Artists formerly known as the KLF are back. Building a pyramid of death

Bill Drummond of The KLF, subjects of a new Irish-made documentary.

The artists formerly known as the KLF are back, writes Richard Fitzpatrick. And it’s not to make music. 

The chart-topping duo caused a sensation in 1994 when they burned £1 million on a remote Scottish island as an artistic exercise (and filmed the process).

The public reaction to the stunt was so fierce that the pair, Bill Drummond and Jimmy Cauty signed a moratorium, vowing not to work together as KLF for 23 years. Now that time is up. For their latest project, they’re tackling death and remembrance.

Operating under the name The Justified Ancients of Mu Mu, the duo have invited people to send their own ashes – each sealed in a brick that’s carved with a hole large enough to hold 23 grams of cremated remains. They’ll use the ashes to make a ‘People’s Pyramid’. They’ve set a deadline of 2023 to find a permanent venue for the 23-foot-high pyramid, which will contain 34,952 bricks and could take over 200 years to complete.

The pyramid’s first brick holds the ashes of Cauty’s brother, Simon, who died from suicide in 2016. It was laid in a foundation stone at a ceremony in Toxteth, Liverpool in November 2018, which Irish documentary-maker Paul Duane filmed as part of a documentary about the making of the People’s Pyramid entitled What Time is Death?

“It’s interesting to me to see how much everything tinkers on the brink of chaos with them all the time,” says Duane. “It’s not like there’s a master plan. They have powerful, visionary ideas about what they want but how they get there is constantly changing.”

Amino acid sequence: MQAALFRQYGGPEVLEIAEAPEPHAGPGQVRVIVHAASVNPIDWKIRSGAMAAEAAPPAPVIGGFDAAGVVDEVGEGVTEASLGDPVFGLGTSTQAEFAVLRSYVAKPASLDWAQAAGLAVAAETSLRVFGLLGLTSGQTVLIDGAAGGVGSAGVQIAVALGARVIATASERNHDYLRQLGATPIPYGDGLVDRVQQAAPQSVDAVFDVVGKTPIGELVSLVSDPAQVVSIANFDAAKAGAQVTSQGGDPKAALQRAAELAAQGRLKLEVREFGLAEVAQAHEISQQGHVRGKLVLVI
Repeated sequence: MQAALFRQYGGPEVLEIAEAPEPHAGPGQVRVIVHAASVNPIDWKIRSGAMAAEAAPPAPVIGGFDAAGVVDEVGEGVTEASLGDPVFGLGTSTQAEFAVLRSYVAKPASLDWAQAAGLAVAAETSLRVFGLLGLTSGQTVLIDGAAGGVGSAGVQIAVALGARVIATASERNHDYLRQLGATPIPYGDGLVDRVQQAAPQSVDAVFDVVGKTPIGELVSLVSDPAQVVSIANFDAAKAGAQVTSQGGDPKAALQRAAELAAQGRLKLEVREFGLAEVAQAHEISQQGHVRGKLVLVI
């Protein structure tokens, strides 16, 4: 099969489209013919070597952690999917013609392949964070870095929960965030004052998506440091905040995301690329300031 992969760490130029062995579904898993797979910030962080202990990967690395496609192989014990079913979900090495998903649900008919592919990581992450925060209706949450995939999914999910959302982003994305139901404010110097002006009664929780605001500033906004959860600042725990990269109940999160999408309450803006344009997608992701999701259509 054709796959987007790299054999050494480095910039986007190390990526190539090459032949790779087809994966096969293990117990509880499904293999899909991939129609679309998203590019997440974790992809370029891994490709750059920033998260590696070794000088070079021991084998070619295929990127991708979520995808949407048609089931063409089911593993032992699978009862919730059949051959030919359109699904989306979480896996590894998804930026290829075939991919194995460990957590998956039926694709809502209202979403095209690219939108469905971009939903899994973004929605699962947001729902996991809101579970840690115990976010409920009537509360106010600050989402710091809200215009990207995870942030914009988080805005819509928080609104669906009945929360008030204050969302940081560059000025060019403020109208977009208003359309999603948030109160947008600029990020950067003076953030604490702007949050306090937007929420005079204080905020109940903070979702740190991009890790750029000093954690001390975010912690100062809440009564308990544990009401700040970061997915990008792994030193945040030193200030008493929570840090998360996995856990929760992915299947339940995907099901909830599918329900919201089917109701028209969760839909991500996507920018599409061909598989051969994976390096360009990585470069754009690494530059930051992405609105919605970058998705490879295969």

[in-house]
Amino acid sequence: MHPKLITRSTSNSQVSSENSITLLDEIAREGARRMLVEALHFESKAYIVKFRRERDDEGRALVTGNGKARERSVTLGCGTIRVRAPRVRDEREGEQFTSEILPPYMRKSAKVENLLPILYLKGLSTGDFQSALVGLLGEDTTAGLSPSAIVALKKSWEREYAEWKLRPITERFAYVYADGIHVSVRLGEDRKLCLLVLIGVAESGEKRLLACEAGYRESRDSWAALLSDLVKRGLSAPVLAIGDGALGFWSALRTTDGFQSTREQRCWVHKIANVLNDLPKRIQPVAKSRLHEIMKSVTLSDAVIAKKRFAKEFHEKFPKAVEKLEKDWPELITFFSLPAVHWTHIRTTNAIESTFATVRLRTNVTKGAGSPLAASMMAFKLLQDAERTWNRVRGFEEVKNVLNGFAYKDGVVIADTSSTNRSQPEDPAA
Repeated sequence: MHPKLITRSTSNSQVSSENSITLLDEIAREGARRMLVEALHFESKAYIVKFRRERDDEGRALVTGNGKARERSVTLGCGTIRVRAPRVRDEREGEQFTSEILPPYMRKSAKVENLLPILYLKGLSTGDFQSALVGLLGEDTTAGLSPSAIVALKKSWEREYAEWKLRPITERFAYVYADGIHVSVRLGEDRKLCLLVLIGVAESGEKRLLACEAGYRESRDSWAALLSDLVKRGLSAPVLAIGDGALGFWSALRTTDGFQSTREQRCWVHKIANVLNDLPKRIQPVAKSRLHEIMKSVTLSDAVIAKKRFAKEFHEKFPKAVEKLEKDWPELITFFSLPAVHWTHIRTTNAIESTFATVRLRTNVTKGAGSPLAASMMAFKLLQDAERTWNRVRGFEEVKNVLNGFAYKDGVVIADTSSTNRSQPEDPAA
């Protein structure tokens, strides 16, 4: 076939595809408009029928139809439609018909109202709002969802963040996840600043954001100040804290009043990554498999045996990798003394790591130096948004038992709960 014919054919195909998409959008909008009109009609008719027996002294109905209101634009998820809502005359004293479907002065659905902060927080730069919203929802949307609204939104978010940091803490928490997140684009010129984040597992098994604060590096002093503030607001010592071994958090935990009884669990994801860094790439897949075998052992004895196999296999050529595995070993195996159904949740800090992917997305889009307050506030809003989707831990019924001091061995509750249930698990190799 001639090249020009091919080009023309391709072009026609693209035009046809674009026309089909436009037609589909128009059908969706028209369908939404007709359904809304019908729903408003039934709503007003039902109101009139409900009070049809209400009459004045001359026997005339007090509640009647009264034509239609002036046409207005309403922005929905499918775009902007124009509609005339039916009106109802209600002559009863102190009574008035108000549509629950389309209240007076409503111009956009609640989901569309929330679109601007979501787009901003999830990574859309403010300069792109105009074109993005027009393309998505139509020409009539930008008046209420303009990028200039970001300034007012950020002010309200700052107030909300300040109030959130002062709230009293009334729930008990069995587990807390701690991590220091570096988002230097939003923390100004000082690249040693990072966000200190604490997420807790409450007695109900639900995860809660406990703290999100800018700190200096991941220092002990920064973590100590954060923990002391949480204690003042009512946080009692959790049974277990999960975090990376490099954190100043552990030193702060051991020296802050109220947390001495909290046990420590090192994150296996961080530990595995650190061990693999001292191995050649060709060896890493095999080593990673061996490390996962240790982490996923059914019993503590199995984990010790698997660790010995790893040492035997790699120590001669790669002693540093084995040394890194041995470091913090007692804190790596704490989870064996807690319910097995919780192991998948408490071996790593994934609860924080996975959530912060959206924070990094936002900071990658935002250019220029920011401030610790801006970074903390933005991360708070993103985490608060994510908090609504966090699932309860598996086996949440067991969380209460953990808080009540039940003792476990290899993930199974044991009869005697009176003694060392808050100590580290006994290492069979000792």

Drummond and Cauty had the idea of a pyramid for many years, but the death of Cauty’s brother crystallised their thoughts. They agreed he would be the first brick to be laid in the pyramid.

“There’s a very personal and deeply felt thing at the centre of it,” says Duane.

It’s not just a gimmick or a wild idea. They feel very strongly about it. Simon was the model-maker who built a lot of the props and things associated with KLF and their videos over the years. He worked very closely with them.

There is a diverse cast of characters in What Time is Death? As well as Drummond and Cauty, they include Paul Sullivan, a conceptual architect who first worked with Drummond in 2011 on Terminal Connection, a temporary exhibition on the site of the old Cork airport terminal; Gimpo, the band’s roadie and the guy who filmed the notorious film Watch the K Foundation Burn a Million Quid; and Claire and Rupert Callendar, a pair of undertakers from the firm, Green Funeral Company.

“Claire worked in the music business back in the twentieth century,” says Duane. “About 20 years ago, they decided to make a career change and went into the funeral business in an unconventional way for people who wanted to have funerals. They do bio-degradable coffins, funeral pyres. They do all these things with great commitment and seriousness.

“The clue is in the name. They’re very into the idea of things being done in a green way. They have a lot of connections in the music business still and that’s how they came into contact with Bill and Jimmy. They did Simon Cauty’s funeral.

“When Bill and Jimmy decided they wanted to move into the area of working with death they were the obvious people to work with. It’s on a legal basis. They’re actually in business together. It’s a serious thing for Claire and Rupert to do because they’ve built up a reputation. It helps to ground the seriousness of what Bill and Jimmy are doing — that they’re working with two people who would have a lot to lose if it was seen to be a silly rock star’s prank.”

What Time is Death? is screened as part of the Dublin International Film Festival, today at the IFI

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